There are also rules concerning practices that are strictly “off limits” for debt collectors under the law:
- Debt collectors may not harass, oppress, or abuse you or any third parties they contact. For example, they may not:
- use threats of violence or harm;
- publish a list of names of people who refuse to pay their debts (but they can give this information to the credit reporting companies);
- use obscene or profane language; or
- repeatedly use the phone to annoy someone.
- Debt collectors may not lie when they are trying to collect a debt. For example, they may not:
- falsely claim that they are attorneys or government representatives;
- falsely claim that you have committed a crime;
- falsely represent that they operate or work for a credit reporting company;
- misrepresent the amount you owe;
- indicate that papers they send you are legal forms if they aren’t; or
- indicate that papers they send to you aren’t legal forms if they are.
Actions you can take
If you do not want a collector contacting you again, you have the right to send what’s called a drop dead letter. This letter will prevent the collector from contacting you again about a debt. Collectors can’t call at work once you say they can’t. (Though you can still be sued against a debt you legitimately owe.)
Remember this: If a collector is harassing you, you can shut down their harassment by certified mail using the drop dead letter. Mainly they want to create intimidation and fear, and if it happens to you, you can report them immediately to the Consumer Financial Protection Bureau using this complaint form.
Things to keep in mind when dealing with debt collectors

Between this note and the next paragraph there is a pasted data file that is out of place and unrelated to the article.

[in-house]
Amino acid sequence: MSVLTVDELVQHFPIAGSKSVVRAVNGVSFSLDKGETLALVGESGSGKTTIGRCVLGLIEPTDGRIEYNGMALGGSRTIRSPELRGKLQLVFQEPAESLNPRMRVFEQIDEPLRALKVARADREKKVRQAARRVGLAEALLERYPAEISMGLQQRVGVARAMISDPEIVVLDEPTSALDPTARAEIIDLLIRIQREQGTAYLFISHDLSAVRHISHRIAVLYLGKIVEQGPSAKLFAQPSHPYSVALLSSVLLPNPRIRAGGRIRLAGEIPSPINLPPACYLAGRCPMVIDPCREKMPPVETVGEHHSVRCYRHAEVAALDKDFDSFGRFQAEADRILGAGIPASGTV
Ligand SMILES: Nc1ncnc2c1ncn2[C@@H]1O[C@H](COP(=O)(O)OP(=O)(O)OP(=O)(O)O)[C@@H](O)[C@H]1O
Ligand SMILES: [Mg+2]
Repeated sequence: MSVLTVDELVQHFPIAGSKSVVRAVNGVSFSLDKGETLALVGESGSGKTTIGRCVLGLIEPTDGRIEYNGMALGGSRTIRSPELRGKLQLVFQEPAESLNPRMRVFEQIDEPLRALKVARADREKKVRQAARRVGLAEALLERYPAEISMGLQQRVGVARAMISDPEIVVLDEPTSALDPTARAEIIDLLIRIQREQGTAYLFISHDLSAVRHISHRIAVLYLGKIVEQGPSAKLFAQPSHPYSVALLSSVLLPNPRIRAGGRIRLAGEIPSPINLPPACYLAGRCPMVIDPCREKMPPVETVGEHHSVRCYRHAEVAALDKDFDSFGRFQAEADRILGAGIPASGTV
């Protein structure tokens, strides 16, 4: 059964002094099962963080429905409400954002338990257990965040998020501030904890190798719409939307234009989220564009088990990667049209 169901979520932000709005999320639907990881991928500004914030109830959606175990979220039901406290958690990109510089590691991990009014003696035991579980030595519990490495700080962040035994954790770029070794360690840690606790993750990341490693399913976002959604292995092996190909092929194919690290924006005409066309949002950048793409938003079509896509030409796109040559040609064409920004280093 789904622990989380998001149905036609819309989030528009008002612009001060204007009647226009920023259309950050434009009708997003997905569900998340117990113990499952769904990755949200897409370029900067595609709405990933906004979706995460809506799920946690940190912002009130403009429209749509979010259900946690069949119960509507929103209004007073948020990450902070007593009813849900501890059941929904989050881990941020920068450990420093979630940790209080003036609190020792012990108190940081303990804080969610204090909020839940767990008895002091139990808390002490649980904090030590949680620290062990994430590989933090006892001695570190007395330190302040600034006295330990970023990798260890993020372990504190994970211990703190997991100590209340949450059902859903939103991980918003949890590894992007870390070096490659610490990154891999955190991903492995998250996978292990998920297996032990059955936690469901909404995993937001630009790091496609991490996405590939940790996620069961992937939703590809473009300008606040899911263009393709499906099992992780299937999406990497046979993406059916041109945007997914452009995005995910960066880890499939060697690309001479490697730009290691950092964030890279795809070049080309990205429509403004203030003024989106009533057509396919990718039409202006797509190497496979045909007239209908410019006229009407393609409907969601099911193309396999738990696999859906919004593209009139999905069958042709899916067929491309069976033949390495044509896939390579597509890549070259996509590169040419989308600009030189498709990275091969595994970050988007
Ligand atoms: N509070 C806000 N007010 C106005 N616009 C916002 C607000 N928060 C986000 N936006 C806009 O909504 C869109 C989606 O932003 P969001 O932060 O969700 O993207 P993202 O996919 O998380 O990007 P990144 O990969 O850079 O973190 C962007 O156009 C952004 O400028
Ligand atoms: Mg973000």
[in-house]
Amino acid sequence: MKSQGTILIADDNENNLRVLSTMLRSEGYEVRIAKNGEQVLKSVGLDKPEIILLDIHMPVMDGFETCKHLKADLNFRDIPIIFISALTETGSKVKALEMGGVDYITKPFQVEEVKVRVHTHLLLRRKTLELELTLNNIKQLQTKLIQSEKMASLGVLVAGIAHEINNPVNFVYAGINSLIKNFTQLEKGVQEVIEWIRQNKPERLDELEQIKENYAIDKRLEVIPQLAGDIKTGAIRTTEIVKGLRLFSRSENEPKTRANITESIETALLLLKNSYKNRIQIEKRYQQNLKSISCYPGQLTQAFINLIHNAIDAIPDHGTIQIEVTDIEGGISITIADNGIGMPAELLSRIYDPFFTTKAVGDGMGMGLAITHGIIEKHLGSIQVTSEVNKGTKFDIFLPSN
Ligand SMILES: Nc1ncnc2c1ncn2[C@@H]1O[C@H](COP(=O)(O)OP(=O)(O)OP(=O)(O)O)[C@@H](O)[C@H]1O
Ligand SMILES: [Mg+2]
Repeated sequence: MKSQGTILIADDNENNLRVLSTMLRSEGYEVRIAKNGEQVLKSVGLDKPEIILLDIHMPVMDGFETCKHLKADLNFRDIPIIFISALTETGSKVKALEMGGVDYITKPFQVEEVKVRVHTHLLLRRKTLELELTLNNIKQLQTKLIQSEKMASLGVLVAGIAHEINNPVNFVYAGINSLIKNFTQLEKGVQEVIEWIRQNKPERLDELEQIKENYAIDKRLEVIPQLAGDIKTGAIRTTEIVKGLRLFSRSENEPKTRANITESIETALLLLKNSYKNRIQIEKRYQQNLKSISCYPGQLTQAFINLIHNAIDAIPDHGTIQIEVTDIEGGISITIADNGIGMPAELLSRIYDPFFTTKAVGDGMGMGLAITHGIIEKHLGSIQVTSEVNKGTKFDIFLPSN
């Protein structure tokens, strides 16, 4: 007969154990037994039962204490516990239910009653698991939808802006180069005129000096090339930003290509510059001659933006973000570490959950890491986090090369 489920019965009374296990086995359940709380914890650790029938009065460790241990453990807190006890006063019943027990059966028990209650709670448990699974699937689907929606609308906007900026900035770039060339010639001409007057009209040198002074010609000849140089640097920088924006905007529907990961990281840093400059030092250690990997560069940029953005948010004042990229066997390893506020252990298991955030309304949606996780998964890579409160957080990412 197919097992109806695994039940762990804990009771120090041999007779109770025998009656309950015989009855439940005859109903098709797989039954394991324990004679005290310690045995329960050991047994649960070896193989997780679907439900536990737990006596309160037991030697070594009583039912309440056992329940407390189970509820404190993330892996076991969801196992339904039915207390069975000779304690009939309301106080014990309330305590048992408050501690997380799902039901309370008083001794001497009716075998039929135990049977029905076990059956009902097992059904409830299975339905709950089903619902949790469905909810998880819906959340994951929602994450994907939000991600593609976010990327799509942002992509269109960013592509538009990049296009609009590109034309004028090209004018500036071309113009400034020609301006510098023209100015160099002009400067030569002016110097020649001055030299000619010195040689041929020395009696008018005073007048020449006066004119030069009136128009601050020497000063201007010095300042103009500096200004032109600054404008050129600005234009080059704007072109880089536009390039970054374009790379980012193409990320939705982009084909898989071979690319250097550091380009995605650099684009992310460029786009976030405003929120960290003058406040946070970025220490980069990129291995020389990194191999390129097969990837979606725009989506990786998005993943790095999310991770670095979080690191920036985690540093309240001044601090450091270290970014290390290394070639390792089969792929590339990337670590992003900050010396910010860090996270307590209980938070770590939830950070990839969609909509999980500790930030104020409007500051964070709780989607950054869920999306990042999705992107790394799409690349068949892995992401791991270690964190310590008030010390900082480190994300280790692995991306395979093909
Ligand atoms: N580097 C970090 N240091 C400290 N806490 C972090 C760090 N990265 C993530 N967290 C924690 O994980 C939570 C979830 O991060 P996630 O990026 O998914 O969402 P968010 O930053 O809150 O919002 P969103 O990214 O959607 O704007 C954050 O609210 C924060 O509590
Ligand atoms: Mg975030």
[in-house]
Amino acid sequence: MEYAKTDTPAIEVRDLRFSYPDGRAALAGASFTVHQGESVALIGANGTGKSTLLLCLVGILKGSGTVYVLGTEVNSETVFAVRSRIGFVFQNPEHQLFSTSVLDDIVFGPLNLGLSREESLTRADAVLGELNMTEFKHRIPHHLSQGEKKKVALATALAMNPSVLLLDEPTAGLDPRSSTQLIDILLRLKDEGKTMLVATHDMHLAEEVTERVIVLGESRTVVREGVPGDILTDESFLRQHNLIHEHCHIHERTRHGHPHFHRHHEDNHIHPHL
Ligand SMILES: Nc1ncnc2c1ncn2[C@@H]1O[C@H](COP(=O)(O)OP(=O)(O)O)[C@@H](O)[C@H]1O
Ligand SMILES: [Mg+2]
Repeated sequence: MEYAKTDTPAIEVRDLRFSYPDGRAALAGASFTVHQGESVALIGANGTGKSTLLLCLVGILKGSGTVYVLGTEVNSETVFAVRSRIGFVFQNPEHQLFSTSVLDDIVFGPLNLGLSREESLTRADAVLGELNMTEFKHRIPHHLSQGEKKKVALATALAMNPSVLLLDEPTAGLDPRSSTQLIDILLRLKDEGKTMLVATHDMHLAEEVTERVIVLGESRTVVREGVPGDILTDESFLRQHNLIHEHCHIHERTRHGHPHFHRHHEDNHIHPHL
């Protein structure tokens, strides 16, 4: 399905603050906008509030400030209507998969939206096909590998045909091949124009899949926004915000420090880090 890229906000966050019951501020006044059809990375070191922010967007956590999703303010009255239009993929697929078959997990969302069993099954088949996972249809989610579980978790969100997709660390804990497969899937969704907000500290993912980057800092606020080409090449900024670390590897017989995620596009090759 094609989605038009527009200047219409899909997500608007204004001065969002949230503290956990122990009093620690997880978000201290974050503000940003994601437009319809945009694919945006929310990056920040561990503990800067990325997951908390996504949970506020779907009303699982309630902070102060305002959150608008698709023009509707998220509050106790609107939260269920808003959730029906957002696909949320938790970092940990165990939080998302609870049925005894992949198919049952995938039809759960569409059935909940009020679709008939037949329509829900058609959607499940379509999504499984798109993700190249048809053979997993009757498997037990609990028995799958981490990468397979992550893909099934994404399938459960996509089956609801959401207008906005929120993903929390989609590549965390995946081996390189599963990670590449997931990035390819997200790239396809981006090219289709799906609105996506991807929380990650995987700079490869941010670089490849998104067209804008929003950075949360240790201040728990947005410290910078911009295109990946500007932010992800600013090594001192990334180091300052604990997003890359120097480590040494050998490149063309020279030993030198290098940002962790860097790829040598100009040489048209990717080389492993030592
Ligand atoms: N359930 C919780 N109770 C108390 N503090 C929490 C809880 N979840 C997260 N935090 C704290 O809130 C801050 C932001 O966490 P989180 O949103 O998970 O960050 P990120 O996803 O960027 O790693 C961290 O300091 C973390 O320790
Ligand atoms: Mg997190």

If you legitimately owe a debt, you have specific rights under federal law. Here are a few pointers to keep in mind when dealing with collectors:
- Always record any calls from/to a collector. Both parties must consent to recording in California, Connecticut, Florida, Hawaii, Maryland, Massachusetts, Montana, New Hampshire, Pennsylvania, and Washington.
- If your debt is outside the statute of limitations, you are not required to pay up. However, you should honor your obligations when you’re financially able to do so. The statute of limitations is 3 to 4 years on many debts in most states. Yet a negative mark resulting from a delinquent account can hang out on your credit for up to 7 years.
- You have the right to tell a collector never to contact you again. Use a drop dead letter and send it via certified mail. You can still, however, be sued against the debt even after sending this letter.
- If you legitimately owe money and wish to make a deal to pay, never give a collector your checking account number over the phone. Collectors routinely take more money than they say they’ll take. Pay only by money order.
- Never pay one cent until you have an agreement in writing stating your payment(s) will resolve the debt in full.